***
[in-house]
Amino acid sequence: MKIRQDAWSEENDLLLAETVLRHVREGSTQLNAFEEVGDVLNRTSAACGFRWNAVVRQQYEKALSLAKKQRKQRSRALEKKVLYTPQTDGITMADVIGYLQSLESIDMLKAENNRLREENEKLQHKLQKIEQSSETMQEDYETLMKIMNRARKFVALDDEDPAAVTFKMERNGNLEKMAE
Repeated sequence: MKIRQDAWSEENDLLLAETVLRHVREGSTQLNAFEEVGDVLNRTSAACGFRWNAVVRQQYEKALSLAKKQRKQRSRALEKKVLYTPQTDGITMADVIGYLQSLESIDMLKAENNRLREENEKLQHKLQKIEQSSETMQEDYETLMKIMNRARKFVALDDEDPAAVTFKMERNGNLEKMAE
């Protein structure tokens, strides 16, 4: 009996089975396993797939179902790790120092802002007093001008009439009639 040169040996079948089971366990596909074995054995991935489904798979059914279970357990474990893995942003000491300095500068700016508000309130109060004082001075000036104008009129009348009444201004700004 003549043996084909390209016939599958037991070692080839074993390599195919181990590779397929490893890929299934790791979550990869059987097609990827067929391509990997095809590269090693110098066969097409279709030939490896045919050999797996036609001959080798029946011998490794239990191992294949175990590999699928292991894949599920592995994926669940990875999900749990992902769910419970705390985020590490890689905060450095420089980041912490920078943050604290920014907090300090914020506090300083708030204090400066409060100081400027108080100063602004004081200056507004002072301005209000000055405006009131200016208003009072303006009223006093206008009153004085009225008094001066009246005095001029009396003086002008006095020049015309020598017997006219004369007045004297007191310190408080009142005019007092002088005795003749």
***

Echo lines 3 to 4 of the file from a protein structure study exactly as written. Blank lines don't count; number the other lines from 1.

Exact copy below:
Repeated sequence: MKIRQDAWSEENDLLLAETVLRHVREGSTQLNAFEEVGDVLNRTSAACGFRWNAVVRQQYEKALSLAKKQRKQRSRALEKKVLYTPQTDGITMADVIGYLQSLESIDMLKAENNRLREENEKLQHKLQKIEQSSETMQEDYETLMKIMNRARKFVALDDEDPAAVTFKMERNGNLEKMAE
């Protein structure tokens, strides 16, 4: 009996089975396993797939179902790790120092802002007093001008009439009639 040169040996079948089971366990596909074995054995991935489904798979059914279970357990474990893995942003000491300095500068700016508000309130109060004082001075000036104008009129009348009444201004700004 003549043996084909390209016939599958037991070692080839074993390599195919181990590779397929490893890929299934790791979550990869059987097609990827067929391509990997095809590269090693110098066969097409279709030939490896045919050999797996036609001959080798029946011998490794239990191992294949175990590999699928292991894949599920592995994926669940990875999900749990992902769910419970705390985020590490890689905060450095420089980041912490920078943050604290920014907090300090914020506090300083708030204090400066409060100081400027108080100063602004004081200056507004002072301005209000000055405006009131200016208003009072303006009223006093206008009153004085009225008094001066009246005095001029009396003086002008006095020049015309020598017997006219004369007045004297007191310190408080009142005019007092002088005795003749």